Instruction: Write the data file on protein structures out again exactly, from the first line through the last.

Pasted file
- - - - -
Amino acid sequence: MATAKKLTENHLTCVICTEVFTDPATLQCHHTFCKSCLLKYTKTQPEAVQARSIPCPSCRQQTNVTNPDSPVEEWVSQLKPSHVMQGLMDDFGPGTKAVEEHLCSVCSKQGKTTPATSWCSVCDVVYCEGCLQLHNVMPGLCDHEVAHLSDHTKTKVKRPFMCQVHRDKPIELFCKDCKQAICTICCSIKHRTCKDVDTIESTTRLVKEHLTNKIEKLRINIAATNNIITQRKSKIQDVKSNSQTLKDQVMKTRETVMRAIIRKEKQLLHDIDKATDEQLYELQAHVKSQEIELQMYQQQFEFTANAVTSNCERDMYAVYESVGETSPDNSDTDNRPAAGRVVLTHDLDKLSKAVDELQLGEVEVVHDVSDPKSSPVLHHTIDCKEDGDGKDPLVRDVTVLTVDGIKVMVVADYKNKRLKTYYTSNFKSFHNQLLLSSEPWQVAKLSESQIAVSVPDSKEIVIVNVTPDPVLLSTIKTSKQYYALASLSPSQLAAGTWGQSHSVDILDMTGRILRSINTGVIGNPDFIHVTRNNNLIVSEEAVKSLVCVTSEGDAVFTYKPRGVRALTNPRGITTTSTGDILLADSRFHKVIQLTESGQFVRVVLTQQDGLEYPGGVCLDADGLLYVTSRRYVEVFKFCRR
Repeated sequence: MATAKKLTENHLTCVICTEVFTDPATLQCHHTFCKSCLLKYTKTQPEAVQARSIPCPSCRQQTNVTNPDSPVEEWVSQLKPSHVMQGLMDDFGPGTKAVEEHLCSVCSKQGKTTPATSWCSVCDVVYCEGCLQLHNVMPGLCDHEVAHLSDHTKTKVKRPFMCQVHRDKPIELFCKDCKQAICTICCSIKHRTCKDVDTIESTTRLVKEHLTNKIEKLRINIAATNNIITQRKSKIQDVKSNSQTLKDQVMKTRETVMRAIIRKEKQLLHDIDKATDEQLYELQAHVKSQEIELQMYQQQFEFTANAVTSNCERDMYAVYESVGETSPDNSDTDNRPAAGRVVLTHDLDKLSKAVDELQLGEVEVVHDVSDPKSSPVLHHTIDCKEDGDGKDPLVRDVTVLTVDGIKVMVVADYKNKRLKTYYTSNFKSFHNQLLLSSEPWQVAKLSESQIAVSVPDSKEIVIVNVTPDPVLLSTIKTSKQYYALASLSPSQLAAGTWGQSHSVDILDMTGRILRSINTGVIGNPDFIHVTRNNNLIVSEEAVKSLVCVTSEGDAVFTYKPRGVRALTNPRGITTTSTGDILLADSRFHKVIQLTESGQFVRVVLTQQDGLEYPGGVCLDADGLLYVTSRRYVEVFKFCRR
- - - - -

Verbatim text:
Amino acid sequence: MATAKKLTENHLTCVICTEVFTDPATLQCHHTFCKSCLLKYTKTQPEAVQARSIPCPSCRQQTNVTNPDSPVEEWVSQLKPSHVMQGLMDDFGPGTKAVEEHLCSVCSKQGKTTPATSWCSVCDVVYCEGCLQLHNVMPGLCDHEVAHLSDHTKTKVKRPFMCQVHRDKPIELFCKDCKQAICTICCSIKHRTCKDVDTIESTTRLVKEHLTNKIEKLRINIAATNNIITQRKSKIQDVKSNSQTLKDQVMKTRETVMRAIIRKEKQLLHDIDKATDEQLYELQAHVKSQEIELQMYQQQFEFTANAVTSNCERDMYAVYESVGETSPDNSDTDNRPAAGRVVLTHDLDKLSKAVDELQLGEVEVVHDVSDPKSSPVLHHTIDCKEDGDGKDPLVRDVTVLTVDGIKVMVVADYKNKRLKTYYTSNFKSFHNQLLLSSEPWQVAKLSESQIAVSVPDSKEIVIVNVTPDPVLLSTIKTSKQYYALASLSPSQLAAGTWGQSHSVDILDMTGRILRSINTGVIGNPDFIHVTRNNNLIVSEEAVKSLVCVTSEGDAVFTYKPRGVRALTNPRGITTTSTGDILLADSRFHKVIQLTESGQFVRVVLTQQDGLEYPGGVCLDADGLLYVTSRRYVEVFKFCRR
Repeated sequence: MATAKKLTENHLTCVICTEVFTDPATLQCHHTFCKSCLLKYTKTQPEAVQARSIPCPSCRQQTNVTNPDSPVEEWVSQLKPSHVMQGLMDDFGPGTKAVEEHLCSVCSKQGKTTPATSWCSVCDVVYCEGCLQLHNVMPGLCDHEVAHLSDHTKTKVKRPFMCQVHRDKPIELFCKDCKQAICTICCSIKHRTCKDVDTIESTTRLVKEHLTNKIEKLRINIAATNNIITQRKSKIQDVKSNSQTLKDQVMKTRETVMRAIIRKEKQLLHDIDKATDEQLYELQAHVKSQEIELQMYQQQFEFTANAVTSNCERDMYAVYESVGETSPDNSDTDNRPAAGRVVLTHDLDKLSKAVDELQLGEVEVVHDVSDPKSSPVLHHTIDCKEDGDGKDPLVRDVTVLTVDGIKVMVVADYKNKRLKTYYTSNFKSFHNQLLLSSEPWQVAKLSESQIAVSVPDSKEIVIVNVTPDPVLLSTIKTSKQYYALASLSPSQLAAGTWGQSHSVDILDMTGRILRSINTGVIGNPDFIHVTRNNNLIVSEEAVKSLVCVTSEGDAVFTYKPRGVRALTNPRGITTTSTGDILLADSRFHKVIQLTESGQFVRVVLTQQDGLEYPGGVCLDADGLLYVTSRRYVEVFKFCRR